Saturday, June 2, 2012

Celebrating the Diamond Jubilee of Queen Elizabeth II

Ever since the age of 12 I've considered myself an Anglophile; that is one who is fond of English culture or, more broadly, British culture. It was these formative years of childhood when a family holiday in Britain firmly established my fascination with all things British. Our travels in that first holiday took us through England and Scotland, where I decided it was a place I belonged. It wasn't much of a surprise to my family when some 5 years later I chose to attend University in England. That pretty much charted the course of many interests for years to come. Friendships were established--many of which I cherish even today, some twenty-six years later. 

Along with all that came my interest and affection for the British Monarchy; its history, traditions, as well as the pomp and circumstance. My studies at Brunel University included a brief internship with the House of Commons where I learned Parliamentary Procedure first hand, among other fascinating traditions of the House of Lords as well. After spending all that time connected to these great British institutions I learned to appreciate their society, including the role of the Monarch in a modern democratic society.
Admittedly my fervor for the Royal Family is a bit over-the-top at times, but it has been a result of personal experiences, through close friendships with Brit friends whose deep admiration for the Queen undoubtedly influenced my views and shaped my opinions. I've also had the pleasure of numerous "sitings" of various royals. In particular I remember being within 4 feet of the Queen back in 1987 when she was in a procession into Westminster Abbey. I shall never forget that day, or how I felt upon seeing her. That woman has presence like no one else.
On a recent trip to London I took the opportunity to shop for a few commemorative items for the Diamond Jubilee of Queen Elizabeth II. Much has been written about her and her remarkable 60 year reign, second only to Queen Victoria. I won't even attempt to cover what has been nothing short of an amazingly reassuring and steadying presence on Britain, her Commonwealth nations and of course our closest ally in the world.
I enjoy collecting things like china, mugs, books, stamps, coins, tins and all sorts of stuff along those lines. From the Wedgewood Diamond Jubilee set, to this beautiful green and real gold English China plate, I truly enjoy having these items in my home. I hope my nieces one day have an appreciation for it all so it doesn't end up at some second hand shop years after I'm gone!
Even this Diamond Jubilee mug by Halcyon Days English China is something I can use for my morning cuppa, with fond memories of my many years in the United Kingdom and that for which HMQ represents. I'd hate to show you all the things I have, it is a little excessive to be honest. Over the years I've accumulated quite a collection, some items date back to King George VI.
Even this Jubilee biscuit tin from Marks and Spencer's in London was something of a treasure for me to acquire. It brings me great pleasure to have such things back here at home in the USA. They give me the sense of connection back to life in Britain and maintain the bonds that have bridged the Atlantic for two thirds of my life. And so this post is my own little way of honoring the Diamond Jubilee of Queen Elizabeth II. When you look beyond the jewels and tiaras, she has actually contributed a great deal to modern western society, British Prime Ministers and US Presidents have written about their ability to consult with her knowing that she has the benefit of incredible perspective, no ulterior motives or political affiliations, and able to offer advice, wisdom and thought provoking questions but never to direct. She receives the "red boxes" of government briefings every day of the year, which she dutifully reads to remain updated. She has completed 30,000 official engagements in 60 years, and even at age 86 her diary shows she will compete over 450 official engagements this year. An anchor of consistency in an ever-changing world, she is a remarkable lady. God Save the Queen.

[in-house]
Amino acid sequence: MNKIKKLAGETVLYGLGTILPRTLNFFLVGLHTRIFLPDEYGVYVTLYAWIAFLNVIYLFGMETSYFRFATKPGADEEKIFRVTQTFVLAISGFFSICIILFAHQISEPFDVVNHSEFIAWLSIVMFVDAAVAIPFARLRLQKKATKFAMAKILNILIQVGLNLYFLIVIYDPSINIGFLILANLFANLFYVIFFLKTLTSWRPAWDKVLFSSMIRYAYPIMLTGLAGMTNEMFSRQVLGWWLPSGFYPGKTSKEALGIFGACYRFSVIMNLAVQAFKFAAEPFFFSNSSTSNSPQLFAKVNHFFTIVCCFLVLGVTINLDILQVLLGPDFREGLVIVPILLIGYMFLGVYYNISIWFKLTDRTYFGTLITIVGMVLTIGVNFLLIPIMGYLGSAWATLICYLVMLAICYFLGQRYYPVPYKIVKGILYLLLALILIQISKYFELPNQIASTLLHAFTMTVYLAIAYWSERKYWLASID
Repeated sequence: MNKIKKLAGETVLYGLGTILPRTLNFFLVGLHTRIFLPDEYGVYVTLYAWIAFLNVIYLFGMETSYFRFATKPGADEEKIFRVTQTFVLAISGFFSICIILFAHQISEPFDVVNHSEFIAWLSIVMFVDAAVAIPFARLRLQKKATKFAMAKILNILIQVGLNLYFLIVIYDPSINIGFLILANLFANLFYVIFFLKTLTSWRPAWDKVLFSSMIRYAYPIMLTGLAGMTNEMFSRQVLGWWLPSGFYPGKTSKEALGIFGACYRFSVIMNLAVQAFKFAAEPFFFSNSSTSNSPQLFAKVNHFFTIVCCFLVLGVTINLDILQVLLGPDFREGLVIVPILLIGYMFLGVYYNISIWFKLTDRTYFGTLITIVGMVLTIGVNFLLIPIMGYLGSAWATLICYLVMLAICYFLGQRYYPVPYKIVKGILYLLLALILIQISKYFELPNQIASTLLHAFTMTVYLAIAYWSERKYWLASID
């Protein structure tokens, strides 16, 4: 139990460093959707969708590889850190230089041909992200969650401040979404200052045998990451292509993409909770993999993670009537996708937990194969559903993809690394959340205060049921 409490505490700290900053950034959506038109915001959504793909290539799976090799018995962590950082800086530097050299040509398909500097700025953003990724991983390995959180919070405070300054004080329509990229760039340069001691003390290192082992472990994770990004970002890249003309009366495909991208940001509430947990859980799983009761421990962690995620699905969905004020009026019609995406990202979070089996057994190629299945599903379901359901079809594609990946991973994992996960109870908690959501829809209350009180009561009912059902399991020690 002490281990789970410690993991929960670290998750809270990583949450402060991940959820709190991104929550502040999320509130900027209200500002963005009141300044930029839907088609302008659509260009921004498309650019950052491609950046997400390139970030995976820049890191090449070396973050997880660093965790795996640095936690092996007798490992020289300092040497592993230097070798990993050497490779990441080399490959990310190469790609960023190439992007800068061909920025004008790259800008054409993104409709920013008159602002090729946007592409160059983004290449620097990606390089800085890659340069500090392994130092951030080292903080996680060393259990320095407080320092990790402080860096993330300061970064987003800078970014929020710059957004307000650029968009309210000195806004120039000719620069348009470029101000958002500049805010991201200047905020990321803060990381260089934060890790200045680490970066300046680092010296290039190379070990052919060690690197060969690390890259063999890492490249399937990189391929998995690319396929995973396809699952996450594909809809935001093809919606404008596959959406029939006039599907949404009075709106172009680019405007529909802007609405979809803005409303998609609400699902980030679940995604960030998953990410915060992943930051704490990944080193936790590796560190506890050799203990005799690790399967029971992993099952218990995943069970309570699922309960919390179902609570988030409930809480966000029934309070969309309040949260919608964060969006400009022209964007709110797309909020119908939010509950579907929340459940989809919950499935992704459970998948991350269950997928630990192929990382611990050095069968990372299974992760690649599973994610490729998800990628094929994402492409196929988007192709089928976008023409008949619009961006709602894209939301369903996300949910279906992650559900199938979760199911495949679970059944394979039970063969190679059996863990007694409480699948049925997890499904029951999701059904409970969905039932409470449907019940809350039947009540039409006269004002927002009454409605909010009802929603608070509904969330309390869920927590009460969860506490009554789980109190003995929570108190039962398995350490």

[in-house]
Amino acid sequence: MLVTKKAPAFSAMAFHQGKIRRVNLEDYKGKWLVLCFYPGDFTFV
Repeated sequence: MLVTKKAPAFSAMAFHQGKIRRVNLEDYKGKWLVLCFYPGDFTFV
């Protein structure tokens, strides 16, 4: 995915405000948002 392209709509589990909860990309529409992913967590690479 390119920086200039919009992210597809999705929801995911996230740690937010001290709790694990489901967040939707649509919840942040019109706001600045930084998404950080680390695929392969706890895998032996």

So how about a few photos of some other Diamond Jubilee stuff I saw whilst in London? OK here goes. Mind you, some of this is simply not my style but it is fun none-the-less...
Shop windows at the venerable Fortnum and Mason's
Union Jack flags across streets of London
Selfridge's Department Store Decorated for the Jubilee


Empress Bee (of the high sea) said...

i used to have so many mugs like this, a cute collection, lots of silver jubilee and diana's wedding. i gave the whole thing away some years back though...

smiles, bee

grace said...

wonderful photos, thank you for sharing them.
I too love all things British. I grew up in London until the age of 12, so it feel like home to me.
Today, I am engrossed in the Queen's Jubilee celebration on BBC, it started at 5:30 this morning.

Diane J Standiford said...

I will never see London, but my British roots are showing. My father's family was English--hence my name, my partner's name is British, her father from Cornwall, and somewhere in my DNA must be something British because I am a sucker for the Royal family and all the pomp. What a beauty this queen. And William/Kate...ahhhh


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